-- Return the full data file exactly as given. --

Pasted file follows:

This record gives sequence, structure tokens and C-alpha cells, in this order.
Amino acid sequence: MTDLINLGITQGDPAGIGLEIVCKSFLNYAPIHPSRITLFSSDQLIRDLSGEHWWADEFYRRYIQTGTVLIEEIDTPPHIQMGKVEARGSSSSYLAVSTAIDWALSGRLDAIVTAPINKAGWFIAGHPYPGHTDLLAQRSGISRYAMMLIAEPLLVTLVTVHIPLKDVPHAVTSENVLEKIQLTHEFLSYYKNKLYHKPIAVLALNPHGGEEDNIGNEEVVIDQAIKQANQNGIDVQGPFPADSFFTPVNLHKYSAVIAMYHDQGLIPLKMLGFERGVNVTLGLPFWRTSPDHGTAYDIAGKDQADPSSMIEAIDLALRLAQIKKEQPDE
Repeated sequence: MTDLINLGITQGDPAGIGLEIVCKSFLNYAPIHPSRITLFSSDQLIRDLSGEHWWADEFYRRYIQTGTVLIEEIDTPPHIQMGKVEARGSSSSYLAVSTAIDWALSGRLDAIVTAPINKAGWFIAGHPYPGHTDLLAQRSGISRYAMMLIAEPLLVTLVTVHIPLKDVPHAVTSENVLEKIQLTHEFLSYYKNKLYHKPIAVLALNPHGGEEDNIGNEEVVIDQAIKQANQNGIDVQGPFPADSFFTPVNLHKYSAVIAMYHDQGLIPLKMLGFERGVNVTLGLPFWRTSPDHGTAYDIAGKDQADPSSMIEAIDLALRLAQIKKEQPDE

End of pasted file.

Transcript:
This record gives sequence, structure tokens and C-alpha cells, in this order.
Amino acid sequence: MTDLINLGITQGDPAGIGLEIVCKSFLNYAPIHPSRITLFSSDQLIRDLSGEHWWADEFYRRYIQTGTVLIEEIDTPPHIQMGKVEARGSSSSYLAVSTAIDWALSGRLDAIVTAPINKAGWFIAGHPYPGHTDLLAQRSGISRYAMMLIAEPLLVTLVTVHIPLKDVPHAVTSENVLEKIQLTHEFLSYYKNKLYHKPIAVLALNPHGGEEDNIGNEEVVIDQAIKQANQNGIDVQGPFPADSFFTPVNLHKYSAVIAMYHDQGLIPLKMLGFERGVNVTLGLPFWRTSPDHGTAYDIAGKDQADPSSMIEAIDLALRLAQIKKEQPDE
Repeated sequence: MTDLINLGITQGDPAGIGLEIVCKSFLNYAPIHPSRITLFSSDQLIRDLSGEHWWADEFYRRYIQTGTVLIEEIDTPPHIQMGKVEARGSSSSYLAVSTAIDWALSGRLDAIVTAPINKAGWFIAGHPYPGHTDLLAQRSGISRYAMMLIAEPLLVTLVTVHIPLKDVPHAVTSENVLEKIQLTHEFLSYYKNKLYHKPIAVLALNPHGGEEDNIGNEEVVIDQAIKQANQNGIDVQGPFPADSFFTPVNLHKYSAVIAMYHDQGLIPLKMLGFERGVNVTLGLPFWRTSPDHGTAYDIAGKDQADPSSMIEAIDLALRLAQIKKEQPDE